Boso Bicycle Base:
A Unique Experience to Chiba's Boso Coast
Announced earlier in Fall 2018, the Boso Bicycle Base (BBBase) is a concept train designed specifically for the transport of bicycles and cyclists to the Boso region in Chiba Prefecture for special events and on a pre-determined weekend schedule.
In early 2019, the East Japan Railway Co. (JR East) will start a weekend service connecting Tokyo to coastal areas in Chiba Prefecture.
Geared specifically for bicyclists, the Boso Bicycle Base (BBBase) train presents an opportunity for casual cyclists to explore the Chiba coastal region and exposes those less acquainted with the Boso peninsula to suggested cycling courses.
Starting January 6th, the BBBase train will depart Ryogoku station every Saturday and Sunday morning. From January through March, each weekend of the month will focus on a different region of the Boso peninsula. Those interested in riding the BBBase must reserve their seat(s) at least 5 days in advance to one of the four courses: Sawara, Choushi, Uchibo, and Sotobo.
For each destination, JR East has meticulously prepared and made available online cycling route maps in short (avg. 20KM), middle (avg. 40KM), and long course (avg. 60KM) variations. Of course, more avid and exploratory cyclists may opt to seek more mileage (just be back to the appropriate train station in time for the return trip!).
Uchibo Course (in orange)
Departs Tateyama 1710 – arrives Ryogoku 1938
Sotobo Course (in green)
Choushi Course (in blue)
Sawara Course (in pink)
If you’re just visiting Japan and/or unsure about the rinko mode of bike transportation, the BBBase presents a unique one-of-a-kind train experience. Those able to ride directly (or drive) to Ryogoku will be able to enjoy the BBBase most; after all, having to rinko to Ryogoku, only to assemble your bike again admittedly does defeat the BBBase train’s “no assembly required” claim to fame.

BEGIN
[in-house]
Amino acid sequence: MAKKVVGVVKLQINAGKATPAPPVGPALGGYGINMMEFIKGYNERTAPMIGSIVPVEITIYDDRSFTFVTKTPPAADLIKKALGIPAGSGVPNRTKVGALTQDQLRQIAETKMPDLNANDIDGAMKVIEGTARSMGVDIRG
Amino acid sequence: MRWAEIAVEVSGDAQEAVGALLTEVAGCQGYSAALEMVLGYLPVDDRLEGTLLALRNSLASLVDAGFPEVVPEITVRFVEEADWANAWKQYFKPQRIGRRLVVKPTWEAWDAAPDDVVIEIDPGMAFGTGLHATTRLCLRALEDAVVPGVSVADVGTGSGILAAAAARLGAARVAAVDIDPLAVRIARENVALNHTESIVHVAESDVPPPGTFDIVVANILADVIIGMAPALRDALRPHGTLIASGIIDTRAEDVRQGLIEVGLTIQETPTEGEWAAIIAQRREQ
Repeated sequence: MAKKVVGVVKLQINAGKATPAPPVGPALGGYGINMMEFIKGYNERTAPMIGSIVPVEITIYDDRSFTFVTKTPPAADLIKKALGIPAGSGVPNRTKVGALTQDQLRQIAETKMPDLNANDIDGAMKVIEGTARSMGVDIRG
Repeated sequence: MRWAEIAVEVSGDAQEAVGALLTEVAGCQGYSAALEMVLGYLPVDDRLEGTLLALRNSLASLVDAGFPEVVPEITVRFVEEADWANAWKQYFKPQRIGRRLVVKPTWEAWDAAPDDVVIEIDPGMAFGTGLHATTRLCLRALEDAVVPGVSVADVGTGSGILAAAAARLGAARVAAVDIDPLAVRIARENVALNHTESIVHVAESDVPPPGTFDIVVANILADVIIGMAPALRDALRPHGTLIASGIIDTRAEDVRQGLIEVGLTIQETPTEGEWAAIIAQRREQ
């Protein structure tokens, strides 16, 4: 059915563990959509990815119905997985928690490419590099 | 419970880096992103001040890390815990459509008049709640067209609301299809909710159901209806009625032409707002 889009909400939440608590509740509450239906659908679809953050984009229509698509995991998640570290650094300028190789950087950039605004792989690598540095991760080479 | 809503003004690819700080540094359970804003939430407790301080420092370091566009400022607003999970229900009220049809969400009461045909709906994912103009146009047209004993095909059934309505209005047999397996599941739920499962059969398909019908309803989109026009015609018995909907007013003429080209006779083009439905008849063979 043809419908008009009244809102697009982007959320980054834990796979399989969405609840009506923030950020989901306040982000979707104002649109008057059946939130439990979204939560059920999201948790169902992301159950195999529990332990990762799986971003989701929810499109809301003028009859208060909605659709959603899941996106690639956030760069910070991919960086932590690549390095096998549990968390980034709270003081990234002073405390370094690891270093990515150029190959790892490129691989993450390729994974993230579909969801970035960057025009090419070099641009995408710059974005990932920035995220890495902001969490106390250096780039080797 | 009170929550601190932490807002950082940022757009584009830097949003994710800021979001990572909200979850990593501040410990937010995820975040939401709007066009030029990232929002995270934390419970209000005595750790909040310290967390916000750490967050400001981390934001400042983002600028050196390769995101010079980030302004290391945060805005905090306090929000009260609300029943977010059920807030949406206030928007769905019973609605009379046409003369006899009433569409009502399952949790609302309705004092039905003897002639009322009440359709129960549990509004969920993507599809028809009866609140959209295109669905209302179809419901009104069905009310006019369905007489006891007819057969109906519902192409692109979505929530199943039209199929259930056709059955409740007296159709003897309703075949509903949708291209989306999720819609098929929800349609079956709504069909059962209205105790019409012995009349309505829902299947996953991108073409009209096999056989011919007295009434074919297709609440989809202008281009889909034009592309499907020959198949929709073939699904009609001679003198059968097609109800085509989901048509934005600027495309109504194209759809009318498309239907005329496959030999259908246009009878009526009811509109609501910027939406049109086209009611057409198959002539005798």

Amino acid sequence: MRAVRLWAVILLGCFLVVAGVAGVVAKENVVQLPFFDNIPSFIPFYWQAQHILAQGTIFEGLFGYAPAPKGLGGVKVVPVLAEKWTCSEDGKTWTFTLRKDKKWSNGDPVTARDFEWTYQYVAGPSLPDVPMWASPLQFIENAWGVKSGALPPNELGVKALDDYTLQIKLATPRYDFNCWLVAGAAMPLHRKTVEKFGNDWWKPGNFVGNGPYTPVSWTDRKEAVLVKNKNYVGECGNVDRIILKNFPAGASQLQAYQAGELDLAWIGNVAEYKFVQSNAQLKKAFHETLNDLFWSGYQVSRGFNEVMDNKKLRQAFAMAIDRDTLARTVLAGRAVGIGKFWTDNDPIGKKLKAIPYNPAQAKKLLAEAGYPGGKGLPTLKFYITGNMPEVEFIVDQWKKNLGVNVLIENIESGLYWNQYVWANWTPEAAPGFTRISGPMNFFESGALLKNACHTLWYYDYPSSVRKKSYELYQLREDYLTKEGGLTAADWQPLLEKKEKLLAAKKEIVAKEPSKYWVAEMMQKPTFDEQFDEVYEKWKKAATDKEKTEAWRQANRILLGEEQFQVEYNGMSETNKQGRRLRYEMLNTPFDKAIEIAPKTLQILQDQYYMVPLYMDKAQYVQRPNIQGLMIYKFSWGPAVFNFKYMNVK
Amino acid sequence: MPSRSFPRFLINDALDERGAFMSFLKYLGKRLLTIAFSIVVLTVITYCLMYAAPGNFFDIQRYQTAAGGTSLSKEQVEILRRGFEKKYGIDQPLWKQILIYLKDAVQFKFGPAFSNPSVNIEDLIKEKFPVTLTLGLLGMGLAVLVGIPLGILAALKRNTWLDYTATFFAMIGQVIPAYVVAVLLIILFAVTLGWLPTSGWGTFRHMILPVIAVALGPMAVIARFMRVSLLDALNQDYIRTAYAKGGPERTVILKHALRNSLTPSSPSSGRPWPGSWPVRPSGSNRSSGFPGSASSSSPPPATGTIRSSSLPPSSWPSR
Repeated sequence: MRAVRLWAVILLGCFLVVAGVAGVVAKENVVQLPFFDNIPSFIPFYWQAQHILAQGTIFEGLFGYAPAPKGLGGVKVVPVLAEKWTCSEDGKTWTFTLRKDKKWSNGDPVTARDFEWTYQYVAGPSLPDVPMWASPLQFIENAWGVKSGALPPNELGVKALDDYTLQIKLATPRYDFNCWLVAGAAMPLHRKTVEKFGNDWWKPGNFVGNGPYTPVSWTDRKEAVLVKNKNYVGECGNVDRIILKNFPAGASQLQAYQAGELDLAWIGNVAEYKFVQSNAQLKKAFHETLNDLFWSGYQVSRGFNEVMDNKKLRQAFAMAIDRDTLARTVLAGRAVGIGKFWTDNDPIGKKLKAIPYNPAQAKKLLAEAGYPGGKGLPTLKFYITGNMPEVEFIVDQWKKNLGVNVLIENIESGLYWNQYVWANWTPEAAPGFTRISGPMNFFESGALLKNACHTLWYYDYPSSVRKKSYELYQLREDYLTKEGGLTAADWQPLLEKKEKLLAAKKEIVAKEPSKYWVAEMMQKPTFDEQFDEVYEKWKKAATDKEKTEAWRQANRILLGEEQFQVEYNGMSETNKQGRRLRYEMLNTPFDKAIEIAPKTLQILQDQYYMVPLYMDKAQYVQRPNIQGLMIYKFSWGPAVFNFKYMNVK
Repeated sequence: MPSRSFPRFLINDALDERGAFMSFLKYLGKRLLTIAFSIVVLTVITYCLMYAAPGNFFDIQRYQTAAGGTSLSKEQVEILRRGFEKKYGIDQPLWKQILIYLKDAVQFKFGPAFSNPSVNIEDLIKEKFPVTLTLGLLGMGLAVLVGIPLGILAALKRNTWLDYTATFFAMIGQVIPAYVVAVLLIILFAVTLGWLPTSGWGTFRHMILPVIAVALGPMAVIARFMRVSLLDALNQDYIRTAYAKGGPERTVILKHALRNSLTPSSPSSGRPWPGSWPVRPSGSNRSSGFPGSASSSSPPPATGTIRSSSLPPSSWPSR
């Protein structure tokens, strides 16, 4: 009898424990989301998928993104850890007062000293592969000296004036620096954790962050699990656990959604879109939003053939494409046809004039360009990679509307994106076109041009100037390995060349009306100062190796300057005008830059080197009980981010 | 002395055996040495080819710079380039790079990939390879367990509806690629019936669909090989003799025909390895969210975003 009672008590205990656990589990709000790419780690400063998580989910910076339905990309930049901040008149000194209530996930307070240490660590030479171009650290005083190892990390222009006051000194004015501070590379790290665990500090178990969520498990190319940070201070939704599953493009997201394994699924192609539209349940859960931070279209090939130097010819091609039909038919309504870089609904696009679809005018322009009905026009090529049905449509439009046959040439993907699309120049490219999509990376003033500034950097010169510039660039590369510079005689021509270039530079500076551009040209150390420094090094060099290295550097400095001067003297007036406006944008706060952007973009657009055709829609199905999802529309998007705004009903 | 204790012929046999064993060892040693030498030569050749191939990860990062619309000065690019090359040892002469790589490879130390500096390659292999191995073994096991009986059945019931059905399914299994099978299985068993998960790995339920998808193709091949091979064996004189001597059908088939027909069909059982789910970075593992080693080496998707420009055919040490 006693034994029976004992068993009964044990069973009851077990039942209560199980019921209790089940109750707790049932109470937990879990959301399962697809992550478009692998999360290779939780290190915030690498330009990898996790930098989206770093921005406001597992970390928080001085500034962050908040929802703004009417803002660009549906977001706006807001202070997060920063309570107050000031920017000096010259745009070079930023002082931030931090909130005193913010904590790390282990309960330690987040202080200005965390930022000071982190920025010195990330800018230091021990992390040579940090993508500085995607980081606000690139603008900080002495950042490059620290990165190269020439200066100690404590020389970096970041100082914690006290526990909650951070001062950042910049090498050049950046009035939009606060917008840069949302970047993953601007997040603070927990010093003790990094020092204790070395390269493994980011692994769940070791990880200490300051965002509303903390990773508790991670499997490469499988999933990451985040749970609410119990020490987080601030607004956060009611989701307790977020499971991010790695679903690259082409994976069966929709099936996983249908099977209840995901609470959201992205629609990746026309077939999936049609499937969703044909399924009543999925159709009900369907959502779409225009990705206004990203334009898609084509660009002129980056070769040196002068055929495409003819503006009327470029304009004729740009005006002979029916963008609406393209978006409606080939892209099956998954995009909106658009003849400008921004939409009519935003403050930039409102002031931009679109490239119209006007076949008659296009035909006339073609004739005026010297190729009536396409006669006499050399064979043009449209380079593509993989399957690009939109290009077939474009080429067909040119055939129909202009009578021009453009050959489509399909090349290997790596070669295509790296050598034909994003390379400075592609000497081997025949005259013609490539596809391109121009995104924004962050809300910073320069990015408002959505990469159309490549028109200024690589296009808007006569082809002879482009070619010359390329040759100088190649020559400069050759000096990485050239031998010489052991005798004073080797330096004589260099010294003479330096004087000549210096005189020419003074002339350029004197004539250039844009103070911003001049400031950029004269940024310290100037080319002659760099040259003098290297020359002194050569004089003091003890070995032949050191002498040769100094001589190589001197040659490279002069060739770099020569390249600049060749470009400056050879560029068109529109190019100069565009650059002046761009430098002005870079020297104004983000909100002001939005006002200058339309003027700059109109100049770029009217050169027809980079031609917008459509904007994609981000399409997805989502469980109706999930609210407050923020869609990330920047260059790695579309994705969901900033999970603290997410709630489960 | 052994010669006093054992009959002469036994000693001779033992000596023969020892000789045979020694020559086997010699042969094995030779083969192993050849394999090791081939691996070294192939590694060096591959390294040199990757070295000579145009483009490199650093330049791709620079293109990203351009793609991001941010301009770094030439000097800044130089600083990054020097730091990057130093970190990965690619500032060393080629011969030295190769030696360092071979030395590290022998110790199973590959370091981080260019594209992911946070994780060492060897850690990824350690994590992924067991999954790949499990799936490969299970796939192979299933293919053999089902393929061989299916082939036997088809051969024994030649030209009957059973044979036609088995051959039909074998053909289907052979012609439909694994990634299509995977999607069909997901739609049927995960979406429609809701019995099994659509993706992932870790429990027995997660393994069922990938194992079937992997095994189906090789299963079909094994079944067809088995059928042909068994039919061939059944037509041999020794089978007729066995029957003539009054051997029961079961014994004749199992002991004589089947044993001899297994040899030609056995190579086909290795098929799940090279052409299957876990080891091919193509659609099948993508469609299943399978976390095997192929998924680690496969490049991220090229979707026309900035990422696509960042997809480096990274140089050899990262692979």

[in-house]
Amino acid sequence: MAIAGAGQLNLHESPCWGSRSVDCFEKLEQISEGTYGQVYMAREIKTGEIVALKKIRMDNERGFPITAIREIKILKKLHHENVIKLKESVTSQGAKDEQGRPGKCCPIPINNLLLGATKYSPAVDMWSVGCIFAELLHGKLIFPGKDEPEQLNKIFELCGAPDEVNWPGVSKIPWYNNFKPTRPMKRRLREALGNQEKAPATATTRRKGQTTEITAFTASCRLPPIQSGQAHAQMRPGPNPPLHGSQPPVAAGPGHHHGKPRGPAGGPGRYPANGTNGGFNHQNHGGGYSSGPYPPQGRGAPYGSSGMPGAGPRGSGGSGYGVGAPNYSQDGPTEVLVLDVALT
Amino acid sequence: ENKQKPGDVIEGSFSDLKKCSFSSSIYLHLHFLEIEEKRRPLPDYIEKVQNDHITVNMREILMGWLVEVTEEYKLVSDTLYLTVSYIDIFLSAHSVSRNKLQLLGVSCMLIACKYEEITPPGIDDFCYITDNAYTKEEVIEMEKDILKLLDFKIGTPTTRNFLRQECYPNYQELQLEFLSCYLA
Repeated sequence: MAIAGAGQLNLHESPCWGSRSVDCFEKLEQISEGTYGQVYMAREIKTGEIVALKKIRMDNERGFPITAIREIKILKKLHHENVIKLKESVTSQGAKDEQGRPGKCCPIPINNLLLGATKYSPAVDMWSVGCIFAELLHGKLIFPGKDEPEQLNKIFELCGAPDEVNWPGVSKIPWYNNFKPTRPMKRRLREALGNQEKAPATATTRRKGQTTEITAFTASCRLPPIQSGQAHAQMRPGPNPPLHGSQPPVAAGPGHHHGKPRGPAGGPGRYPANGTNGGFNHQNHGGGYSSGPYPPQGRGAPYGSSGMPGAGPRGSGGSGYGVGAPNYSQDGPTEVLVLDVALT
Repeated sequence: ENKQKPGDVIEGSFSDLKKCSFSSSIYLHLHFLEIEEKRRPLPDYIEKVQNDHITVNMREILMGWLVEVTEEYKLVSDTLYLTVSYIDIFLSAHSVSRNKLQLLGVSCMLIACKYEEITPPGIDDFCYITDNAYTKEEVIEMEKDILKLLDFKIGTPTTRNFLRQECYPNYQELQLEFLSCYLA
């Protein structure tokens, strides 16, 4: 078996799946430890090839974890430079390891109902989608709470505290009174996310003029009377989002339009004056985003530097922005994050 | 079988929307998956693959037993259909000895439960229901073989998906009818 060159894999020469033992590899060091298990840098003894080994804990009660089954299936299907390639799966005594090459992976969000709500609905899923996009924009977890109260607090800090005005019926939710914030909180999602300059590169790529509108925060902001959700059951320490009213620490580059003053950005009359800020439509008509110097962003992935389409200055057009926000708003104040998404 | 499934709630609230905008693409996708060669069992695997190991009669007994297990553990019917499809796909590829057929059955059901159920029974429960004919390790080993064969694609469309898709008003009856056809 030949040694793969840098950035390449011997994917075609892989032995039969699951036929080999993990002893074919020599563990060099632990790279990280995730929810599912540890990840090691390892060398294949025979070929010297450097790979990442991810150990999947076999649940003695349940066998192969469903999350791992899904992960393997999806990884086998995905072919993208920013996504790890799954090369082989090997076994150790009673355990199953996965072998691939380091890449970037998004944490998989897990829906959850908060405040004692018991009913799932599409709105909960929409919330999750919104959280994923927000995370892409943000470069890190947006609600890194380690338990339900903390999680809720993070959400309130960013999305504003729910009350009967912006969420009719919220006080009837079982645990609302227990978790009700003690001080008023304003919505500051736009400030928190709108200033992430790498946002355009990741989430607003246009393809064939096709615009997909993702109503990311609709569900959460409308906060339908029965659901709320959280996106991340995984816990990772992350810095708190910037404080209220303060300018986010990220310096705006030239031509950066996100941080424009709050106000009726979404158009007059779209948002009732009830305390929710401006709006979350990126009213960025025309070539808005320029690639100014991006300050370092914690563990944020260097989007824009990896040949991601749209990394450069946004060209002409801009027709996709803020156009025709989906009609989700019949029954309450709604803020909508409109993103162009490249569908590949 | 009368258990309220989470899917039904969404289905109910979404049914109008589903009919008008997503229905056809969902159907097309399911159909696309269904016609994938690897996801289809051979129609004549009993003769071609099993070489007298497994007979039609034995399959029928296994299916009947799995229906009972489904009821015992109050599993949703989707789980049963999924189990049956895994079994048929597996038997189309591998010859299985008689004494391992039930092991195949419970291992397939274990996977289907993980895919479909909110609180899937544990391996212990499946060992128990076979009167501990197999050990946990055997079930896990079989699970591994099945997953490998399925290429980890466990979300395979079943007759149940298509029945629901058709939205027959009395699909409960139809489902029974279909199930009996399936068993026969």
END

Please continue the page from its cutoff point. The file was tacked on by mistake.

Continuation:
On the other hand, those already familiar with the rinko process are likely to find the prices steep and the rigid schedule constricting, especially for a day trip. Frankly speaking, we don’t foresee too many serious cyclists riding the BBBase unless it is offered a transportation option bundle for a sporting event.
As the number of large-scale sporting events increase annually throughout Japan, JR East has seen a rising demand in the deployment of the “cycle train”. For those keen on sports events and activities in the Boso area, the BBBase is a positive step by Japan Rail in understanding consumer trends and meeting new demands.
The cheapest day trip comes in at ¥6,500 (Sawara) and you could fork out ¥8,800 for the most expensive Uchibo course with a Wadaura (rather than Tateyama) start. With the exception of the Sawara course, each course offers a variety of overnight packages…but as previously mentioned, you’ll need to book these through JR and a relatively strong command of Japanese may be necessary for a successful reservation.
The Boso Bicycle Base
The train used for the BBBase will be a modified version of an older train model with six cars. Cars 1 to 3, 5, and 6 will be designed to allow bicycles to be racked alongside seating for cyclists. The fourth car will be a multi-purpose space meant for small gatherings, such as event briefings. At maximum capacity, the BBBase train will hold 99 bicycles and seat 99.